Business Contract FAQs

As business lawyers who sometimes act as in-house counsel, we answer many questions about business and corporate contracts.

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While contracts are incredibly different depending on the subject matter and the parties involved, we tend to get many of the same questions over and over.

Some of these questions are:

  1. When during contract negotiations should we bring in an attorney? Right away. It’s essential that you have your attorney participate early in negotiations, so that they can help you look out for any loopholes or potential areas of legal concern. You also want to be aware of legal clauses that may impact negotiations and will need to be incorporated into your contract. Sometimes companies think it’s a good idea to just have an attorney review a contract at the end of the negotiation, but this never works well. Attorneys usually find issues, which can then end a deal, as the company now has to go back on terms they negotiated. This can tarnish relationships with other companies, create headaches on both sides, and complicate a deal. It can also force negotiations to start from scratch. If you are worried about efficiency, involve the attorney from the beginning.
  2. Should we use their “standard” agreement? While you may use their standard agreement as a starting point, no deal is ever really standard. You want to make sure you fully negotiate a standard agreement so that it covers your concerns, needs, and protects your interests. You also want to be aware of potential legal traps or consequences in standard agreements. Often, standard agreements are very one-sided and have very unfavorable terms for the other party. The provisions may include clauses that might not look harmful, but could result in high costs to you, such as dispute resolutions, indemnification, auto-renewals, and more.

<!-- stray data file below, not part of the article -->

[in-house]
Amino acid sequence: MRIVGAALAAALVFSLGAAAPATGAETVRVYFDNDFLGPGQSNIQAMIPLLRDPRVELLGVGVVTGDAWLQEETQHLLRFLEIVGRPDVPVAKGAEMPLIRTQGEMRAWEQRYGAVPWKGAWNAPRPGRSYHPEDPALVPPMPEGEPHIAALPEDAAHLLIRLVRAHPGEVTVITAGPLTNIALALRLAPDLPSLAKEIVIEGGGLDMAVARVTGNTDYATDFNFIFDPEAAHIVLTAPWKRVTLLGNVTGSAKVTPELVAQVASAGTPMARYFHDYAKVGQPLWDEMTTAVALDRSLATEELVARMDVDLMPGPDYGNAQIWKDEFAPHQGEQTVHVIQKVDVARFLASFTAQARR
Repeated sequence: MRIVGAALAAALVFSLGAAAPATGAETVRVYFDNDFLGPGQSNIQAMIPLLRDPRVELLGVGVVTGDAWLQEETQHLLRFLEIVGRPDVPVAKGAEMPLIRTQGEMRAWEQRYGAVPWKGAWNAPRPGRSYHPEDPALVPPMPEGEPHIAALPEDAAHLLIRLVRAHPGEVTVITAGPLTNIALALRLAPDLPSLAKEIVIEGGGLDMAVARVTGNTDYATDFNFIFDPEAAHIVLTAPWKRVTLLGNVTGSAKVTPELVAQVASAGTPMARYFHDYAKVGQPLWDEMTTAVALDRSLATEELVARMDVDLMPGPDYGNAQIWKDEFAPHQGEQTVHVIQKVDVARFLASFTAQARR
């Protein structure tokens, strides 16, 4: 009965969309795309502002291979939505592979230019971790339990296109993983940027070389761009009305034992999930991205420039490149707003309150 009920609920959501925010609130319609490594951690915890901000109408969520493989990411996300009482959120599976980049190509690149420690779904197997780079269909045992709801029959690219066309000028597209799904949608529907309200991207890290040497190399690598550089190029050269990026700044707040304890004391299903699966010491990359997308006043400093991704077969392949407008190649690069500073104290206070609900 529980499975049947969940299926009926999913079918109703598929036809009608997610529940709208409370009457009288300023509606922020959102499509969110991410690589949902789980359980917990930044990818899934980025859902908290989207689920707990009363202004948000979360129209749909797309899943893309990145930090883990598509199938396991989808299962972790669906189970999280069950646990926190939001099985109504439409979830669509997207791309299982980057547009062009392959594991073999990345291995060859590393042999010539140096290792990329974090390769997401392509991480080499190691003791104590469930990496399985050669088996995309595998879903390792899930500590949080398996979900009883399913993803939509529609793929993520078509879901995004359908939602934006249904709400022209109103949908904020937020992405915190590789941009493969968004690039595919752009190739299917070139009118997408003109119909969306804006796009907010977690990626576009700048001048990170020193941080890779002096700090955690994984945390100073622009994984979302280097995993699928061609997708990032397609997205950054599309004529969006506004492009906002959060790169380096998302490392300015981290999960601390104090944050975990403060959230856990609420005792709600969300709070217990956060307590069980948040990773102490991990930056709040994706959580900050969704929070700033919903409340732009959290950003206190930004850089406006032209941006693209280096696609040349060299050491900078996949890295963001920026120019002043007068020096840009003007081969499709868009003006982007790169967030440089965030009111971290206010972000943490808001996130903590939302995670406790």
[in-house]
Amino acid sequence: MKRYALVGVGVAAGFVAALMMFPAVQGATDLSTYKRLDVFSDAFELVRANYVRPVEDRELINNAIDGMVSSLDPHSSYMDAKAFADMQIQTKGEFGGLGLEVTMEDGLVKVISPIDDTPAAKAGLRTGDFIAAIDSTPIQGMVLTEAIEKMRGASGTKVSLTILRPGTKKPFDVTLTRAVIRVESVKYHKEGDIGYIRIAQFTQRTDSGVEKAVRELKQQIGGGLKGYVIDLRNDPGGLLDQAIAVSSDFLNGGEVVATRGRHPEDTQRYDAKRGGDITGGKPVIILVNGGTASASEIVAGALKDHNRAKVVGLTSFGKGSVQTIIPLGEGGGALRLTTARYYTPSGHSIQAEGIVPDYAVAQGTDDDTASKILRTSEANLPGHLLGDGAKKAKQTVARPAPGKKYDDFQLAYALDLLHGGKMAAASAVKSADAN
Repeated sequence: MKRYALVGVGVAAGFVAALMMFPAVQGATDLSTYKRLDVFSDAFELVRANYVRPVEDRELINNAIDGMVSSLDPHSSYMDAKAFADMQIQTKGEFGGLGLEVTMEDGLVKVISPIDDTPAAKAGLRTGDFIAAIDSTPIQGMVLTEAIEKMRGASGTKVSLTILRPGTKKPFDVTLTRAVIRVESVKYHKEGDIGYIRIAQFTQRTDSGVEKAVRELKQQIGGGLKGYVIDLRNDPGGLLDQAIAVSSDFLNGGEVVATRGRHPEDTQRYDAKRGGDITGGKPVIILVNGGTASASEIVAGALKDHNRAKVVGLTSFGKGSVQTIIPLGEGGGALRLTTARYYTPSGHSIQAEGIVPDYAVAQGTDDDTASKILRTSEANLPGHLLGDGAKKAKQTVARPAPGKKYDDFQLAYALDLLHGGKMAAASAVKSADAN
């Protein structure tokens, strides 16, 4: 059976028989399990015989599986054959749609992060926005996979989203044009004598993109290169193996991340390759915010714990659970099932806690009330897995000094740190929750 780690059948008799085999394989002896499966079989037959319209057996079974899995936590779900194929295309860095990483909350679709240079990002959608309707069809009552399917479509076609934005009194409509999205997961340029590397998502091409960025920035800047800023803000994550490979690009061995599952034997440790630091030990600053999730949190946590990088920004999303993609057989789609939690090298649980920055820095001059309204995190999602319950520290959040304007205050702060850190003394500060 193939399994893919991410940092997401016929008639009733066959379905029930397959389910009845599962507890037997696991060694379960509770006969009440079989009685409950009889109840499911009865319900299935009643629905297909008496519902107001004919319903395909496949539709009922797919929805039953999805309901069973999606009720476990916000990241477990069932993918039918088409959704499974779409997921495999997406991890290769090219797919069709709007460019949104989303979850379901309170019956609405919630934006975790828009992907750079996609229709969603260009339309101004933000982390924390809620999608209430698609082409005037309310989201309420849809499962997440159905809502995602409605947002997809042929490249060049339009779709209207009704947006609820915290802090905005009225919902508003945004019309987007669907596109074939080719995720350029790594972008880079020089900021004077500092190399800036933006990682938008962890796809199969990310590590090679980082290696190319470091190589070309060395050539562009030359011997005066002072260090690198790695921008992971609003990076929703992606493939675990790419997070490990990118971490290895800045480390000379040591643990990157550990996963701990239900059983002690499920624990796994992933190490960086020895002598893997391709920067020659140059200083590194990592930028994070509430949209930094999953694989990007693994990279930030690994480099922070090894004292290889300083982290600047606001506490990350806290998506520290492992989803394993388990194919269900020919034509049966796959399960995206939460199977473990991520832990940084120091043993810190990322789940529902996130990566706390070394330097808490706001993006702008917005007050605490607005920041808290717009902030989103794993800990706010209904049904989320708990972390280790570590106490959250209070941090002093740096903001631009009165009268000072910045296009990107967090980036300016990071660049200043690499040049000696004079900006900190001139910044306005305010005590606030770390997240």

3. How many pages should the contract be? The length of the contract is totally dependent on the nature of the deal. Some clients think that they need a long and complex contract to protect their interests, but this is often not the case. Long contracts can often lead to confusion and issues down the line. Contracts should be short and simple, covering the obligations of both parties and incorporating other necessary terms.
  4. How much does it cost to hire an attorney? This depends. The answer to this question changes largely depending on the attorney, their familiarity with your organization, the complexity of the negotiation and more. However, failing to hire an attorney can lead to costly disputes, misunderstandings, and consequences down the line. Hiring an attorney up front is much more cost effective than getting into a legal dispute.
  5. If it’s for a small company, we don’t need an attorney. Right? WRONG. One poorly drafted contract could put a small business out of business. No matter the size of your business, it’s essential that you take contracts seriously, as the consequences of poorly drafted or ambiguous contracts can be devastating to a business of any size.

Make sure to meet with your attorney well in advance of any contract dealings. Explain your concerns and needs so that your attorney can fully advocate on your behalf.

We never recommend entering into a contract without the help of an attorney.

If you did enter into contracts without an attorney, it might be a good idea to review those agreements with an attorney today.

If you have any questions about your contracts or business needs, call Rickard & Associates today!

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Do you need help with updating your Business Associate Agreement or negotiating contracts with third-party vendors?  We can help. Contact us today about your Business Associate Agreement, your vendor contracts or your other legal needs!

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